write_enable: unless this parameter is set to YES, no user may upload any files under any circumstances, regardless of other settings in vsftpd.conf. Its default value is NO.
anon_upload_enable: if this parameter and write_enable are both set to YES, anonymous users are permitted to upload files into directories on which the anonymous user account has write permission.
anon_mkdir_write_enable: if this parameter and write_enable are both set to YES, anonymous users are permitted to create new directories within directories on which the anonymous user account has write permission.
anon_other_write_enable: if this parameter and write_enable are both set to YES, anonymous users are permitted to delete and rename directories within directories on which the anonymous user account has write permission.
anon_world_readable_only: if set to YES, this parameter forbids anonymous users from downloading any non-world-readable file. Most useful if anonymous users are able to upload files you don't want other anonymous users to download.
anon_max_rate: specifies the maximum data transfer rate, in bytes per second, that anonymous users can use. The default value is 0, which means unlimited.
idle_session_timeout: the maximum amount of time, in seconds, allowed to transpire between FTP commands until a session is closed forcibly by the server. Default value is 300, but if you're worried about denial-of-service attacks, you may want to set this lower.
ascii_download_enable: if set to YES, this allows users to perform ASCII-mode downloads, as opposed to binary-mode. The default is NO because ASCII-mode is seldom if ever necessary, and it's much less efficient, so much so as to represent a potential vector for denial-of-service attacks.
ascii_upload_enable: ASCII-mode uploads, on the other hand, are sometimes necessary for such things as scripts. This parameter's default value is, nonetheless, NO.
connect_from_port_20: in active-mode FTP sessions, whenever a user downloads anything, including directory listings, the server initiates a new connection back to the client, conventionally originating from the server's TCP port 20. By default, however, vsftpd originates such connections from a higher, non-privileged port, in order to avoid having to run as root. To change this default behavior, in case your FTP users connect from behind proxies or firewalls that don't expect such behavior, set this parameter to YES.
port_enable: set this to NO to disable PORT commands, which effectively disables active-mode FTP altogether. Default is YES.
hide_ids: if set to YES, replaces the owner and group fields in all directory listing output to ftp and ftp, respectively. Personally, I think this can be a useful bit of obscurity when used on public FTP servers, but the default is NO.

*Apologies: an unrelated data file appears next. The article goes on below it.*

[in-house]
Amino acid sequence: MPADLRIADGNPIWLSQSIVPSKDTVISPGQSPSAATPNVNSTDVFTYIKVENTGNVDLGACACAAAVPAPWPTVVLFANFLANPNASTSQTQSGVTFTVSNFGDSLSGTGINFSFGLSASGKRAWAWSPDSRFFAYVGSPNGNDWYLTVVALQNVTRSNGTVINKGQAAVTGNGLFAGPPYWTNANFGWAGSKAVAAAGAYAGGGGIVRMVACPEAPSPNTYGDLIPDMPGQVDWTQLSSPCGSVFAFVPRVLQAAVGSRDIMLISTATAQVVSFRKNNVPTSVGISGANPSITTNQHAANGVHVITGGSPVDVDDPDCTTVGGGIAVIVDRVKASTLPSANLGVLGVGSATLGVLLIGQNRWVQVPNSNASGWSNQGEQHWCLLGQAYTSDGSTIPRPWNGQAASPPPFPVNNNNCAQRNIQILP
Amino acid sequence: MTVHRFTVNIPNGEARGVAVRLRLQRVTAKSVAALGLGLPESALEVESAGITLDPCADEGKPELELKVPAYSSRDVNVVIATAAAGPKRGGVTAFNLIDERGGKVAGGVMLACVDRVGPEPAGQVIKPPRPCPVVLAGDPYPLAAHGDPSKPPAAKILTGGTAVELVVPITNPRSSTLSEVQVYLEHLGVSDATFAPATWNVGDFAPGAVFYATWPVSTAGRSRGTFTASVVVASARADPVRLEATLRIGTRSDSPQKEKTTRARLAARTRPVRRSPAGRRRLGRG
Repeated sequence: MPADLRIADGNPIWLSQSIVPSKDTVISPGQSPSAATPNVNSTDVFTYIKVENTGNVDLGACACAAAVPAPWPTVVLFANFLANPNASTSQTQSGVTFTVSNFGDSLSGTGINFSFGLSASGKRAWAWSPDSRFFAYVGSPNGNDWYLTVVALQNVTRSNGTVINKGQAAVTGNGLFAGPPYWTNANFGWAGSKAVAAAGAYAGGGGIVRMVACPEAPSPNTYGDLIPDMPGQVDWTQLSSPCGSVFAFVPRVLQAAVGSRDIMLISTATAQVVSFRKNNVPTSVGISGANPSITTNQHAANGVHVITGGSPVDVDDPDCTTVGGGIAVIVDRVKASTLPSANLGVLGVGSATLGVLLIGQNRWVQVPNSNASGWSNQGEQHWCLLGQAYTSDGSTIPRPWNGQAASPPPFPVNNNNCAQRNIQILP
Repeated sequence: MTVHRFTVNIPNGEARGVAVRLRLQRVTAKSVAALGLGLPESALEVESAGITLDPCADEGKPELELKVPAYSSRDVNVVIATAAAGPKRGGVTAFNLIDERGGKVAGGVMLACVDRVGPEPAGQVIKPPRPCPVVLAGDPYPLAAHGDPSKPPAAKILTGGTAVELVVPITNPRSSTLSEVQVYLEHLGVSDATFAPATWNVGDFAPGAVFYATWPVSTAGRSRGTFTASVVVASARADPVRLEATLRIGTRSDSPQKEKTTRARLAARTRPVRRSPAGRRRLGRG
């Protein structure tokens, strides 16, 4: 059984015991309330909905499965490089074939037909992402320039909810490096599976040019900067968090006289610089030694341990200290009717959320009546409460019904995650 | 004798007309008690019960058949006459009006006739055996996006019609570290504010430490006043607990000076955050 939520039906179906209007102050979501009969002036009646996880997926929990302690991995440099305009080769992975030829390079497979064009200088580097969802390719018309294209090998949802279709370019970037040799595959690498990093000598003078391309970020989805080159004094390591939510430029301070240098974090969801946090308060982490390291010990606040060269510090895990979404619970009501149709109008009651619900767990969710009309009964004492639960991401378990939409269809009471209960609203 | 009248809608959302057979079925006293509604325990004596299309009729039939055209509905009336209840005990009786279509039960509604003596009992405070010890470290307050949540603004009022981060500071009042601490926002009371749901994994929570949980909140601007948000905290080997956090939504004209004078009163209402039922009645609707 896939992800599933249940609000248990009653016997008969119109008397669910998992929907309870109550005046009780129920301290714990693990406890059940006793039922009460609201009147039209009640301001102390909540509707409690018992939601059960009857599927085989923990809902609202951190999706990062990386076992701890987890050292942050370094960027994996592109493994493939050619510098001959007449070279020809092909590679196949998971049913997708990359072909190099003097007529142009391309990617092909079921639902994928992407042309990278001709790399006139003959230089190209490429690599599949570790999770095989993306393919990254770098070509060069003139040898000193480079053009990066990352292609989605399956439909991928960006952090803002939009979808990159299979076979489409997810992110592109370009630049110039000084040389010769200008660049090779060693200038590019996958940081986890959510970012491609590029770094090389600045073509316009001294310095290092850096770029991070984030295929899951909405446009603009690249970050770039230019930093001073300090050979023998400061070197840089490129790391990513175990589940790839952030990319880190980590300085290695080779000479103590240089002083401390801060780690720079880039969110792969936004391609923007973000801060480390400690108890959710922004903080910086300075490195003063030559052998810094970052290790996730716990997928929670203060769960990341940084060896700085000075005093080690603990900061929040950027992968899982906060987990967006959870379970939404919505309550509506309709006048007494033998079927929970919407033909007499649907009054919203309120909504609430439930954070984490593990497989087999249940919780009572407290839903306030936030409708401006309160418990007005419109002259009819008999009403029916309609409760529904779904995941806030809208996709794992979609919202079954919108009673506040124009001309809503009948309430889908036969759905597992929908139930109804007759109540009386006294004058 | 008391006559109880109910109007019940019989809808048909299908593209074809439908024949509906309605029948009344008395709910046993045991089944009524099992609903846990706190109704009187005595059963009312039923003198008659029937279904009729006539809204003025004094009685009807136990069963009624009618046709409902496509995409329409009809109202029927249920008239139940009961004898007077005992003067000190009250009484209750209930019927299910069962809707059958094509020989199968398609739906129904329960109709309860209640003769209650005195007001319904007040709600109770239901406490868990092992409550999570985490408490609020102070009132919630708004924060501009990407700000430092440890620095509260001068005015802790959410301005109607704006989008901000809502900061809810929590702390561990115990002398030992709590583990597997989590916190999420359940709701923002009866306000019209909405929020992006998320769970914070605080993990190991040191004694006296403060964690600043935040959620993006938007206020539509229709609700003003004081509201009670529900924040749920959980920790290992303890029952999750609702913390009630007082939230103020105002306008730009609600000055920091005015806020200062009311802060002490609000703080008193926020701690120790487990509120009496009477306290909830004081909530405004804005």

log_ftp_protocol: if set to YES, turns on per-command logging, FTP protocol commands, that is, triggered by but distinct from FTP user-space commands. Invaluable for troubleshooting.
syslog_enable: normally vsftpd writes log messages to /var/log/vsftpd.log. Setting this parameter to YES (its default is NO) sends those messages instead to the system's syslog service, using the FTPD facility.
max_per_ip: specifies the maximum number of concurrent connections permitted from a single source IP address. Limiting this may seem like a good idea—the default is 0, which means unlimited—but doing so has a disproportionate effect on users connecting from behind NAT/SPAT firewalls, which cause multiple users to appear to originate from the same source IP address.
cmds_allowed: specifies a comma-separated list of allowed FTP commands; default value is "" (null), which means unlimited. Only FTP protocol-level commands may be specified, not the commands commonly accepted by FTP client software packages. For example, to allow clients only to list files, change working directories and download files, you'd use cmds_allowed=USER,LIST,NLST,CWD,RETR,PORT,QUIT. The Web site www.nsftools.com/tips/RawFTP.htm is a useful reference for these commands.
local_root: this specifies an empty, root-owned directory to which vsftpd chroots itself any time it doesn't need access to other parts of the filesystem. Default value is /usr/share/empty.
nopriv_user: specifies the non-privileged user vsftpd runs as whenever possible. vsftpd obviously needs to be root when doing things like binding to TCP port 21. It demotes itself as soon as it can, however, in order to lessen the chance of a buffer-overflow vulnerability or other process-hijacking event leading to root compromise.
ftpd_banner: banner message to display when FTP clients attempt to connect. Default message is hard-coded into vsftpd; in v1.2.0, it's simply (vsFTPd 1.2.0). Alternatively, you can use the parameter banner_file to specify a text file containing your banner message.
The vsftpd.conf(5) man page explains these and many other parameters you can use. Believe it or not, I've only scratched the surface here.
Practical Task Scheduling Deployment
July 20, 2016 12:00 pm CDT
One of the best things about the UNIX environment (aside from being stable and efficient) is the vast array of software tools available to help you do your job. Traditionally, a UNIX tool does only one thing, but does that one thing very well. For example, grep is very easy to use and can search vast amounts of data quickly. The find tool can find a particular file or files based on all kinds of criteria. It's pretty easy to string these tools together to build even more powerful tools, such as a tool that finds all of the .log files in the /home directory and searches each one for a particular entry. This erector-set mentality allows UNIX system administrators to seem to always have the right tool for the job.
Cron traditionally has been considered another such a tool for job scheduling, but is it enough? This webinar considers that very question. The first part builds on a previous Geek Guide, Beyond Cron, and briefly describes how to know when it might be time to consider upgrading your job scheduling infrastructure. The second part presents an actual planning and implementation framework.